It seems the rumors can't stop flowing out of Redmond. Last month, a representative from a Microsoft subsidiary in Czech Republic claimed that Office would be coming to Android in 2013. While the company distanced itself from those remarks pretty quickly, that may simply be a smokescreen to cover leaks, like the kind the Verge picked up, including a few screenshots of Office running on iOS, and information on the release for our little green buddy.
According to a Czech press release unearthed by The Verge, Microsoft may be readying native Office apps for Android. As of right now, the only programs that have mobile versions on the Play Store are OneNote and Lync. Otherwise known as "the ones very few people care about." If this report is to be believed, though, we may see native versions of the entire Office suite.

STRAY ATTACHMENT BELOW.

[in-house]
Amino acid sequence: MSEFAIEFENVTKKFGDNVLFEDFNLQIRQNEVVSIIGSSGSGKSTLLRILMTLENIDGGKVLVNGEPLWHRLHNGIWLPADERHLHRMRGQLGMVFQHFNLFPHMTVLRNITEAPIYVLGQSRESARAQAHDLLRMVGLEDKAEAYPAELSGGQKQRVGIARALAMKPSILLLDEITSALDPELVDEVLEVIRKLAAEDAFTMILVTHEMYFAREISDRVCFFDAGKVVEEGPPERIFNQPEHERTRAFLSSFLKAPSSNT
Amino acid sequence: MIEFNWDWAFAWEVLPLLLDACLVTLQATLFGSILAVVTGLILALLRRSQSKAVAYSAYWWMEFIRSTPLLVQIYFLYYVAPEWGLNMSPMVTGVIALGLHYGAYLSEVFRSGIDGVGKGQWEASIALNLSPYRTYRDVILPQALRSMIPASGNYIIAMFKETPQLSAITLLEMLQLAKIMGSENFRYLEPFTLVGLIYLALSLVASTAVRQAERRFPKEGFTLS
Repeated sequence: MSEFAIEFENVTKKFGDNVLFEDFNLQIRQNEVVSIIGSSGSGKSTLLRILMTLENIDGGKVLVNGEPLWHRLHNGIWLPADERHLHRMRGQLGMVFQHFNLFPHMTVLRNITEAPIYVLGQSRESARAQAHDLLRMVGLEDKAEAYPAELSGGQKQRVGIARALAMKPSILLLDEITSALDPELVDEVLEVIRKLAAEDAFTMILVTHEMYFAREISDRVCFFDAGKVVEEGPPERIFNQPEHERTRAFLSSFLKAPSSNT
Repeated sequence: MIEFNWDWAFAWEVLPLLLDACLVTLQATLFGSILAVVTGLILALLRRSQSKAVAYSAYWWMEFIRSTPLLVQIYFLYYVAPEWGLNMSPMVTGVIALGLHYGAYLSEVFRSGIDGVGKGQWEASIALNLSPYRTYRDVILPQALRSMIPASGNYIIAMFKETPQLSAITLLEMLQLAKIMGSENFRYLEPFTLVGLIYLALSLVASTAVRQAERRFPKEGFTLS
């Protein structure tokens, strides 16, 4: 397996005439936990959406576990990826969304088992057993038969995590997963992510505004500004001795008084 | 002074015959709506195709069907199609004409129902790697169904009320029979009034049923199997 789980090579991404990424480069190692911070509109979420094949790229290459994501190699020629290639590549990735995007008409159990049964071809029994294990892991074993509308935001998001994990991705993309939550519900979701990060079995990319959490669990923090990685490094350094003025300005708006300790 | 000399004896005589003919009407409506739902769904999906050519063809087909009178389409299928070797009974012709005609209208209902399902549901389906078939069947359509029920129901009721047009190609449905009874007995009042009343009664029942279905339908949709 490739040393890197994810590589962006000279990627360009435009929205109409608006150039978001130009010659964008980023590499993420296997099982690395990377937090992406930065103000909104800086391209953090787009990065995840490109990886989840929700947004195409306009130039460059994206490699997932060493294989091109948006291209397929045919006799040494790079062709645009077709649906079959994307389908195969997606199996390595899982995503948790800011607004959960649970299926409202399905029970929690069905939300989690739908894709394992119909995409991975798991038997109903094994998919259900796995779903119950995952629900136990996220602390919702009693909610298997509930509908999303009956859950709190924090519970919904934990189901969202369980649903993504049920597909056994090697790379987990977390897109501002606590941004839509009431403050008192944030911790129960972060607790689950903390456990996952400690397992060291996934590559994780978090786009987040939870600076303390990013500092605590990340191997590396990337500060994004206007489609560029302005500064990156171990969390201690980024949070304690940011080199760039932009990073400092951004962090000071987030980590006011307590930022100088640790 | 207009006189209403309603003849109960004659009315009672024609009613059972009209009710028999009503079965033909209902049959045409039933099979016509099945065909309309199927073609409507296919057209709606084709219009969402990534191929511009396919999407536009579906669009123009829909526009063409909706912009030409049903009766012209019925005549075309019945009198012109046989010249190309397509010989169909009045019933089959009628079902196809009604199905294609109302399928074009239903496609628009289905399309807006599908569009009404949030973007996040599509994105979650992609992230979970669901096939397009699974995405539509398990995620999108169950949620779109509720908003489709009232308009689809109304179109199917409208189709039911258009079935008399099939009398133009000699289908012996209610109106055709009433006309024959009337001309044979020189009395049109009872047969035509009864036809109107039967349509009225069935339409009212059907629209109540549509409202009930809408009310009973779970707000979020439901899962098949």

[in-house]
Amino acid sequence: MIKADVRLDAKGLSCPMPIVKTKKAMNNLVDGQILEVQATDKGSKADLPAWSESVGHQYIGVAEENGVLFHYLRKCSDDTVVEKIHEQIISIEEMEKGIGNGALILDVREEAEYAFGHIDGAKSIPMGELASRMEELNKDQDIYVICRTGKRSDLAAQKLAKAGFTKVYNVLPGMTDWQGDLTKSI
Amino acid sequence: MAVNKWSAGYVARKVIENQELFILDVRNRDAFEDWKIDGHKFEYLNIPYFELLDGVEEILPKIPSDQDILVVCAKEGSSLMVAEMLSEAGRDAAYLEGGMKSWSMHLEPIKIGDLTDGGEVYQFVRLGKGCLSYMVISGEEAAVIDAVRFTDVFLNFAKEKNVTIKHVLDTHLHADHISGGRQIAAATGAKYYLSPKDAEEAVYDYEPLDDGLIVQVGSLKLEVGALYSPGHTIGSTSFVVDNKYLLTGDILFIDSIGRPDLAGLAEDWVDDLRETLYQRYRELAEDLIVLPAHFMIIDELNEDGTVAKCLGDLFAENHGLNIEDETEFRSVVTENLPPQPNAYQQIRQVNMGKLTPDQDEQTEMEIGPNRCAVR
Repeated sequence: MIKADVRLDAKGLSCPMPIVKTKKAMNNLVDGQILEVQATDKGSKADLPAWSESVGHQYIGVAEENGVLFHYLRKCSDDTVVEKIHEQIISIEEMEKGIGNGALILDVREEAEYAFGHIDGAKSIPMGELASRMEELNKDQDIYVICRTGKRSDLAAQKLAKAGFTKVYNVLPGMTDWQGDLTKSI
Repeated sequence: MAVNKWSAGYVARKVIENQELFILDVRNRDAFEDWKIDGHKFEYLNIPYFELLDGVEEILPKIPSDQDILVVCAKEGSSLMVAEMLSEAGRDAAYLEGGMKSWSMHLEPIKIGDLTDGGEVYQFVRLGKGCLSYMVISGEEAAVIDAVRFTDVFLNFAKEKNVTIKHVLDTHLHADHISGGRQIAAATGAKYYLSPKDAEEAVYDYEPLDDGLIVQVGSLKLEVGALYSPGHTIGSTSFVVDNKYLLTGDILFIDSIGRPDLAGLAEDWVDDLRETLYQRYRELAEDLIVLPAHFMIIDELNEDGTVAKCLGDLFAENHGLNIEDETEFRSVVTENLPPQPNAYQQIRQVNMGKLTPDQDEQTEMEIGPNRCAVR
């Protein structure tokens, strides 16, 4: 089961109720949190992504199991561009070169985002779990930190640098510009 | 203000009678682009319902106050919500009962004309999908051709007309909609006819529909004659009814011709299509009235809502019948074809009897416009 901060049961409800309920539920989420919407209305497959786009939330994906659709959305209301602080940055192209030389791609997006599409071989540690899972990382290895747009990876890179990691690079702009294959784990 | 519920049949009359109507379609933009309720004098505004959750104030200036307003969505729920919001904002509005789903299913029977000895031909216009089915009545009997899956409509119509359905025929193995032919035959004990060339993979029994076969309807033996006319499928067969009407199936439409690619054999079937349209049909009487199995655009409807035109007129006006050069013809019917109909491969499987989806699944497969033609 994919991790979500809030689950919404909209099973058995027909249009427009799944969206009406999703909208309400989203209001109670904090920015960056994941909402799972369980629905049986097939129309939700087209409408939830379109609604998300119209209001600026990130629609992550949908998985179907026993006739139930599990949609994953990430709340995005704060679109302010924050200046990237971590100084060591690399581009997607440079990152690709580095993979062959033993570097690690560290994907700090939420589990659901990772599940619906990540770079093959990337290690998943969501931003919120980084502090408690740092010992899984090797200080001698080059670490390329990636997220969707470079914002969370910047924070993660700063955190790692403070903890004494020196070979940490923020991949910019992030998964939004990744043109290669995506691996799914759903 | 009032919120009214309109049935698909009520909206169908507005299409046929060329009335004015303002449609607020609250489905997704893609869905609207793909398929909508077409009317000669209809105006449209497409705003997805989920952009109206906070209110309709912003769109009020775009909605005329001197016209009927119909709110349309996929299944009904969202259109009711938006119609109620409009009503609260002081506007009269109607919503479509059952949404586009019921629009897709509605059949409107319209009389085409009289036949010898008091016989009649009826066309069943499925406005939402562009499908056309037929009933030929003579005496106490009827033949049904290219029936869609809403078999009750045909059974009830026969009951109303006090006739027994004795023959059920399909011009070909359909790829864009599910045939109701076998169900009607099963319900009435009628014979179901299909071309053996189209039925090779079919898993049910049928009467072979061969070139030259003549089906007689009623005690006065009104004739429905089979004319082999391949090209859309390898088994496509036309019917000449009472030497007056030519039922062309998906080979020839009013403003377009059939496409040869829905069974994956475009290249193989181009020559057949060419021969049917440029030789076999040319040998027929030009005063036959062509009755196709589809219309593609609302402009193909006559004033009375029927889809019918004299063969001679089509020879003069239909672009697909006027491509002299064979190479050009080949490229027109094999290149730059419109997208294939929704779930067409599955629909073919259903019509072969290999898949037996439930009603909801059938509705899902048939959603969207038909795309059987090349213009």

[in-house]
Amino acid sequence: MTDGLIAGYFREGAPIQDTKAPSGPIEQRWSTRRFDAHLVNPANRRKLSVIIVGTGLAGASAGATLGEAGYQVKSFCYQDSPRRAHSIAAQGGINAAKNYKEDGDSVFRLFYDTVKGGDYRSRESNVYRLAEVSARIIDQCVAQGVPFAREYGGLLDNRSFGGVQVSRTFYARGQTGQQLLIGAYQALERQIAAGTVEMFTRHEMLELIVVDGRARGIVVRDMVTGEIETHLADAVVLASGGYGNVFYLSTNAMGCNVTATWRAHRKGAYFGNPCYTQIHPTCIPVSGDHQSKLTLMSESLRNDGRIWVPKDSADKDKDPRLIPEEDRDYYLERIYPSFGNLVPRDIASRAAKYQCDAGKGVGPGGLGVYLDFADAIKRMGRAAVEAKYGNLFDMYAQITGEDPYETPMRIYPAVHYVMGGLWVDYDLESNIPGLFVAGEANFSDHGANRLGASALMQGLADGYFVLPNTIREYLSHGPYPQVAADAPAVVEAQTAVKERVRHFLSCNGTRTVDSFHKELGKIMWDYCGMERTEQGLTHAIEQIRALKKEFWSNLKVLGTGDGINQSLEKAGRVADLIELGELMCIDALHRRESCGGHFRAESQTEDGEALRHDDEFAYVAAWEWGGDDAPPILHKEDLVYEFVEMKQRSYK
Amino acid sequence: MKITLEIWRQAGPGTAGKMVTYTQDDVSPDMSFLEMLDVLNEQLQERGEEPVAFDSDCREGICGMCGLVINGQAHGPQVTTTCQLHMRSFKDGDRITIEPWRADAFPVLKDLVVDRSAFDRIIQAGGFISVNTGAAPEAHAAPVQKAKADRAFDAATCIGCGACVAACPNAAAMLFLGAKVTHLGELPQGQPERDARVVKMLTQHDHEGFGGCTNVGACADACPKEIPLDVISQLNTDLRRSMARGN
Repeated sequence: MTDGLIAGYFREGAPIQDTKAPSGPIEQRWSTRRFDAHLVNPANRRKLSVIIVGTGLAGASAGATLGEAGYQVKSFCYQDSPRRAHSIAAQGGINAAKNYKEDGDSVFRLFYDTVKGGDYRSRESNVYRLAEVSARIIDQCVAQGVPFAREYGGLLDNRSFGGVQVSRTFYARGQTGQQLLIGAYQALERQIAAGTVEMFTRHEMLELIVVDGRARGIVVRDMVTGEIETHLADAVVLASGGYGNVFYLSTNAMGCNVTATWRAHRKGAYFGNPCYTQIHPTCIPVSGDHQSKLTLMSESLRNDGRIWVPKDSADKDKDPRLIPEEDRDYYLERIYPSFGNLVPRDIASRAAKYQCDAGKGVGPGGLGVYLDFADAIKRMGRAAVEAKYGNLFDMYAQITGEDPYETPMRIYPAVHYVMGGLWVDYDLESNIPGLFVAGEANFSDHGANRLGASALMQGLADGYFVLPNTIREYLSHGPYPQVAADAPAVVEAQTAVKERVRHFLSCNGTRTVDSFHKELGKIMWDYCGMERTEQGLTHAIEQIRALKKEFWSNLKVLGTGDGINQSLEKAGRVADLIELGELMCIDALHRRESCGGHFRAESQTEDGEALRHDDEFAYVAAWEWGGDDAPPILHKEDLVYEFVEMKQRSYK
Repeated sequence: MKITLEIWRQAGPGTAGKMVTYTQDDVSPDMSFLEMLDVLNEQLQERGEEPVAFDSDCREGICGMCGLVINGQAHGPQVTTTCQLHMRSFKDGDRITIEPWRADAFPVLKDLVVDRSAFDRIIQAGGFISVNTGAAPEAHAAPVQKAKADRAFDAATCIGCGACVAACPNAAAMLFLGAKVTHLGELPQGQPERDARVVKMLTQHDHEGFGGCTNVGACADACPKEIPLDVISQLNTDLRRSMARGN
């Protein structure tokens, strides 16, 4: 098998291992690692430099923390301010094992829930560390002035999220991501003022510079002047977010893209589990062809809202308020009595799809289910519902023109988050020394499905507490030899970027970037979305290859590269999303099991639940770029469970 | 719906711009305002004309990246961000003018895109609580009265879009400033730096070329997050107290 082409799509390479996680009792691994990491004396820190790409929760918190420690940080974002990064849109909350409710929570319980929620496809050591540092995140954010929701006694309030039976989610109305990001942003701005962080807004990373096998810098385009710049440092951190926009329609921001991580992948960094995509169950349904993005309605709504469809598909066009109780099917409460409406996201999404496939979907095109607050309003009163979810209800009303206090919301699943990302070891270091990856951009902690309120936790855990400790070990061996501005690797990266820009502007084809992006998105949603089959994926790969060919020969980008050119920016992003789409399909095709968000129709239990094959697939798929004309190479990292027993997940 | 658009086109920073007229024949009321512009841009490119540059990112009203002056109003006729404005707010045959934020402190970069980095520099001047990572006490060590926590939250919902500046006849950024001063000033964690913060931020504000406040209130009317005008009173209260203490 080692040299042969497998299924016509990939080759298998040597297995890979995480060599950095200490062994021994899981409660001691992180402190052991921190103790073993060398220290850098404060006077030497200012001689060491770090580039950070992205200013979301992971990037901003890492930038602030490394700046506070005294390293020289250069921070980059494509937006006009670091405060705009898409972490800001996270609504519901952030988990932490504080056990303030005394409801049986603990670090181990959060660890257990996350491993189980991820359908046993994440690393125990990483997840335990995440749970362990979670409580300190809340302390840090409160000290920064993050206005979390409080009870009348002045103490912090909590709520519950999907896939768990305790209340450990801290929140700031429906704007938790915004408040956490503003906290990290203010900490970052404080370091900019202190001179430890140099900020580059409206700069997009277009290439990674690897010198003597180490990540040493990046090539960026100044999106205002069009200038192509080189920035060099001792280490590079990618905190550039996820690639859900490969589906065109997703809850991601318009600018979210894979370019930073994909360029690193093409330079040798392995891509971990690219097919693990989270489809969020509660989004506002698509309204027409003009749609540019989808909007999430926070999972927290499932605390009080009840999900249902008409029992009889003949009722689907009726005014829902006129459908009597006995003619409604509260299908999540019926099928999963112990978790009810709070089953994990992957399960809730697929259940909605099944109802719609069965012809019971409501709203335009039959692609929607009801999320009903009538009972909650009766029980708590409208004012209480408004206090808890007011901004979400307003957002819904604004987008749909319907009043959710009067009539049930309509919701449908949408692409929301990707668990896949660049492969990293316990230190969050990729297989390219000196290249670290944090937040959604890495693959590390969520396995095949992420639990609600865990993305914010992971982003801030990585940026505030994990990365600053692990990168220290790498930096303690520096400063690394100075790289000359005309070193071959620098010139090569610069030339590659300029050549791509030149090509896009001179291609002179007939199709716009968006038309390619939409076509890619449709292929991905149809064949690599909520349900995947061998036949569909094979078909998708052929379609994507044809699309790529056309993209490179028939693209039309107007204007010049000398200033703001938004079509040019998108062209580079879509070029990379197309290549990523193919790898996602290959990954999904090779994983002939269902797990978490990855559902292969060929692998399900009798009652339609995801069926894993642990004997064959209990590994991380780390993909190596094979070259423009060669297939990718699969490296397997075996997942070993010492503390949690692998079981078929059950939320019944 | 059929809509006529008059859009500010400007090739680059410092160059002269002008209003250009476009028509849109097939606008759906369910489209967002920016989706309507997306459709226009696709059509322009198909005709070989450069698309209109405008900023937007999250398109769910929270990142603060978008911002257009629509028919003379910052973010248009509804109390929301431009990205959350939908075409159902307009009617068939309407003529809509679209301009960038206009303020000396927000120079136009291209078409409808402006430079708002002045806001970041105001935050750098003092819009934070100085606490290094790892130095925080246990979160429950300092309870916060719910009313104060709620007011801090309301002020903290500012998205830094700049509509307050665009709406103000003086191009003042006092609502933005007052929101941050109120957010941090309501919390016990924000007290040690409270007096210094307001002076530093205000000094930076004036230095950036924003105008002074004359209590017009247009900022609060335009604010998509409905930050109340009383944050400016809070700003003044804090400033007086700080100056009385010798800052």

According to the Verge's translations, Microsoft said this:
"In addition to Windows, Office will be also available on other operating systems, Windows Phone, Windows RT, Mac OS, Android, iOS and Symbian"
Redmond, by way of the Czech Republic, also pointed out that there would be new versions of its Office Web Apps.
OfficeSuite Pro is one of the more powerful collections of productivity software for Android (and Cameron's personal favorite). Today it's getting just a bit better by adding several new features, including the ability to print via Google Cloud Print, convert text documents to PDF files, spell-check, and compatibility with SkyDrive.
Here's a complete list of what's new: